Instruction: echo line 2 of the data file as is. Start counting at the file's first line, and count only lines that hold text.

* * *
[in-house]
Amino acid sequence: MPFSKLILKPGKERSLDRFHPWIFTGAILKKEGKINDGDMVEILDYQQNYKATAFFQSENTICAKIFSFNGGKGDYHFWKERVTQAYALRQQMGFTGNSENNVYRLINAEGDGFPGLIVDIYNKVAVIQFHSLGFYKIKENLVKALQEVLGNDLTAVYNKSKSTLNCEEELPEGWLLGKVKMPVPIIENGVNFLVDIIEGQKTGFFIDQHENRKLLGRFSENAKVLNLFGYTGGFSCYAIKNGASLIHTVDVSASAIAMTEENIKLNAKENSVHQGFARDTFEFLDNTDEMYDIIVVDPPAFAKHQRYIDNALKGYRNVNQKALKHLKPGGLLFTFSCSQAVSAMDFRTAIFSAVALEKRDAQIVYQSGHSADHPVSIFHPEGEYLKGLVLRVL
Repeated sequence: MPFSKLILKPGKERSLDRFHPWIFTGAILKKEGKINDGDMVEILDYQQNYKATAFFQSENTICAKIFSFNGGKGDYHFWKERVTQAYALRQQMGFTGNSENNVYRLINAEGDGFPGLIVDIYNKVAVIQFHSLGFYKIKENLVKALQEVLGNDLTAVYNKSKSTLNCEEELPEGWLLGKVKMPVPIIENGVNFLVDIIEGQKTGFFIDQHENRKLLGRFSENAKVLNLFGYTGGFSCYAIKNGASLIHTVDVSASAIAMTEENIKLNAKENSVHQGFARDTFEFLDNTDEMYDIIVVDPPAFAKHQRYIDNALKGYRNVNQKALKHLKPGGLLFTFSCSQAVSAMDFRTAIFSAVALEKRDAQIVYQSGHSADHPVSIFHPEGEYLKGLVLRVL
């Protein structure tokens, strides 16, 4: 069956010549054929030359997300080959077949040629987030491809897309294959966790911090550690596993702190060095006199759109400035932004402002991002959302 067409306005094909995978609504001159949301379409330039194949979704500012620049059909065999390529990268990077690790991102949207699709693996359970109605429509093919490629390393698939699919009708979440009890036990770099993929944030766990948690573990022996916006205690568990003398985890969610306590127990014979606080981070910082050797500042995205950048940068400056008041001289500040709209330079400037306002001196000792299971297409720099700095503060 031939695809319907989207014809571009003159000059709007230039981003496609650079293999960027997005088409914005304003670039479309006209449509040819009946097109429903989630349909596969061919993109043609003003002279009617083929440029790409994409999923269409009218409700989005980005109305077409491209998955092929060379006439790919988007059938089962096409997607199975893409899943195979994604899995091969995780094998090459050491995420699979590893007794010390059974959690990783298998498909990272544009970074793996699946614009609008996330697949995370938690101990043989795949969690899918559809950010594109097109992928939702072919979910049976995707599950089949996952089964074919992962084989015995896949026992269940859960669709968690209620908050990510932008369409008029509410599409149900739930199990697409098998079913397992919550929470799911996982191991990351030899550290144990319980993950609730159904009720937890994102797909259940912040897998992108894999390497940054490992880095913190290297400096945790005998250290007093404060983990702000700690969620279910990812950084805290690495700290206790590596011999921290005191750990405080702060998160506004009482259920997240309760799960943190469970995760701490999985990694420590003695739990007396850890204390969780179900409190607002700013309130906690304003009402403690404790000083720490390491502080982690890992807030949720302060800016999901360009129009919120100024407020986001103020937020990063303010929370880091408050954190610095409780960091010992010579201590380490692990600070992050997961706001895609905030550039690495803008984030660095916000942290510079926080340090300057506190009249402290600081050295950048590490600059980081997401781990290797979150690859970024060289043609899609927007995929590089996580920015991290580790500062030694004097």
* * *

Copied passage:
Amino acid sequence: MPFSKLILKPGKERSLDRFHPWIFTGAILKKEGKINDGDMVEILDYQQNYKATAFFQSENTICAKIFSFNGGKGDYHFWKERVTQAYALRQQMGFTGNSENNVYRLINAEGDGFPGLIVDIYNKVAVIQFHSLGFYKIKENLVKALQEVLGNDLTAVYNKSKSTLNCEEELPEGWLLGKVKMPVPIIENGVNFLVDIIEGQKTGFFIDQHENRKLLGRFSENAKVLNLFGYTGGFSCYAIKNGASLIHTVDVSASAIAMTEENIKLNAKENSVHQGFARDTFEFLDNTDEMYDIIVVDPPAFAKHQRYIDNALKGYRNVNQKALKHLKPGGLLFTFSCSQAVSAMDFRTAIFSAVALEKRDAQIVYQSGHSADHPVSIFHPEGEYLKGLVLRVL